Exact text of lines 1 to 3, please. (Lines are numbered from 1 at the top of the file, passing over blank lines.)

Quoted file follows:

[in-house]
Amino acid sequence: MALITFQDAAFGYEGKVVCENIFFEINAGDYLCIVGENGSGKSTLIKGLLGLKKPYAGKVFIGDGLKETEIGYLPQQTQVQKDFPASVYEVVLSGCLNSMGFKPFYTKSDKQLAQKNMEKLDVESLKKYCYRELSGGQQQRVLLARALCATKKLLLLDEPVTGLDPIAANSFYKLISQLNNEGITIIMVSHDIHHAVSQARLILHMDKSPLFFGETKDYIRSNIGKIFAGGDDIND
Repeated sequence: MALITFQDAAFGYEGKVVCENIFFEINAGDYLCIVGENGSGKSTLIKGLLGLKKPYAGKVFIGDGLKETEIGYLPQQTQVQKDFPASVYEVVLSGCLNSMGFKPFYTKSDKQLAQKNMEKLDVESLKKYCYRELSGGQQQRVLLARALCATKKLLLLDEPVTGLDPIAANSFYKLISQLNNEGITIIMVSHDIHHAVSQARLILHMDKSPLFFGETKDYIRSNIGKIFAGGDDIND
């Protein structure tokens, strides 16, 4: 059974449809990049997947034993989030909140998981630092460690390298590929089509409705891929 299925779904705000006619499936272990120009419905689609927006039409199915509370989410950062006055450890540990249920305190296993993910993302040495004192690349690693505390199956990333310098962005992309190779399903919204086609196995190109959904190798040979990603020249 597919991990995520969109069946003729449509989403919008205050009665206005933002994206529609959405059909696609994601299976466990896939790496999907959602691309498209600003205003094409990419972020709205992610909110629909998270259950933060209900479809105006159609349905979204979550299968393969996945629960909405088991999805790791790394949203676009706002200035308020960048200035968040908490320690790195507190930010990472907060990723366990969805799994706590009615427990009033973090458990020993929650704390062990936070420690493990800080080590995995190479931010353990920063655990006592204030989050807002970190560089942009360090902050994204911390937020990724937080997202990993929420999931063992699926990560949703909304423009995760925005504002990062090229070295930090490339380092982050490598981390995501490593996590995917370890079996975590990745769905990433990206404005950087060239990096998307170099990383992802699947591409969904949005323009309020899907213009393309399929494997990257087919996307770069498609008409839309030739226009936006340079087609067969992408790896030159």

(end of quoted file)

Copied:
[in-house]
Amino acid sequence: MALITFQDAAFGYEGKVVCENIFFEINAGDYLCIVGENGSGKSTLIKGLLGLKKPYAGKVFIGDGLKETEIGYLPQQTQVQKDFPASVYEVVLSGCLNSMGFKPFYTKSDKQLAQKNMEKLDVESLKKYCYRELSGGQQQRVLLARALCATKKLLLLDEPVTGLDPIAANSFYKLISQLNNEGITIIMVSHDIHHAVSQARLILHMDKSPLFFGETKDYIRSNIGKIFAGGDDIND
Repeated sequence: MALITFQDAAFGYEGKVVCENIFFEINAGDYLCIVGENGSGKSTLIKGLLGLKKPYAGKVFIGDGLKETEIGYLPQQTQVQKDFPASVYEVVLSGCLNSMGFKPFYTKSDKQLAQKNMEKLDVESLKKYCYRELSGGQQQRVLLARALCATKKLLLLDEPVTGLDPIAANSFYKLISQLNNEGITIIMVSHDIHHAVSQARLILHMDKSPLFFGETKDYIRSNIGKIFAGGDDIND